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  • Anti-Car, Anti-Family?

    Filed at 4:49 pm under by dcobranchi

    Per Henrik Hansen, a Danish economist, wrote in June that Denmark’s welfare state policies have caused a disintegration of the family. Among the arguments he makes is one that might give advocates of public transportation pause:

    For most families with children it is a great help in their daily lives to have a car. Unfortunately it is a specific goal of the Danish welfare state to encourage people to use public transportation in which the government has invested a lot of money. People are being encouraged in many ways. There are very high taxes on cars, gasoline and car insurance. Car prices in Denmark are approximately three times the level that they are in the USA and so are gasoline prices. These taxes are in themselves preventive for many young families.

    At the same time public transportation is significantly subsidized. Other encouragements to shift to public transportation have been car traffic hampering devices such as extensive use of roundabouts, road bumps, narrowing of roads, closing down of second lanes to make more room for bicycles and pedestrians, not investing in new roads, electronic speed controls in many places, abolishment of parking spaces, huge increases in parking fees, huge increases in traffic violation fees, hiring of a lot of parking-ticket controllers and traffic police and lowering of the allowed level of alcohol in the blood when driving to practically nothing.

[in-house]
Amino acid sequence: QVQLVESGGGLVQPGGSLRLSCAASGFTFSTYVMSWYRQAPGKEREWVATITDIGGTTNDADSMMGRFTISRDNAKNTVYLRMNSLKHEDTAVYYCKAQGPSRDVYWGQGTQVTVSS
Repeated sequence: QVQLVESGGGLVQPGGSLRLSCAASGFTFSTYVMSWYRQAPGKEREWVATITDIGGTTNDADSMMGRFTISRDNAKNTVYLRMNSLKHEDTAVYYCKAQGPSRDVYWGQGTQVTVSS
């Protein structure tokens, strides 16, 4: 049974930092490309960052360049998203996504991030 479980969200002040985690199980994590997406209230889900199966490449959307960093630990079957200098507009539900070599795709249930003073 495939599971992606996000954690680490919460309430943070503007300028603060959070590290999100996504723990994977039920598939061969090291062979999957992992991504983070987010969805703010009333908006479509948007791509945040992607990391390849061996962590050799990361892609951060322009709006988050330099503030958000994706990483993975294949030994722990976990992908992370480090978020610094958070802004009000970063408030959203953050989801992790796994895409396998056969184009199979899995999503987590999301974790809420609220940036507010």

Not being able to have the convenience of a car when you have small children, or if you do have a car then to be financially severely burdened and also hampered in its use adds further stress to the modern Danish family, living in a world of specialization and the division of labor, where not all activities can be expected to take place in the close neighborhood.

    Hansen also notes that 83% of two-parent families with children have both parents working full-time, and that nearly 77% of children under the age of six spend most of their days in a state-funded daycare or kindergarten (up from seven percent in 1965.) Of course, we can’t blame the parents for working two jobs—somebody has to pay Denmark’s high tax rates.

    One Response to “Anti-Car, Anti-Family?”

    Comment by
    J Aron
    August 27th, 2004
    at 11:42 am

    Things in Denmark are so bad that anything can be shown to have a causal relationship to the distruction of family life there..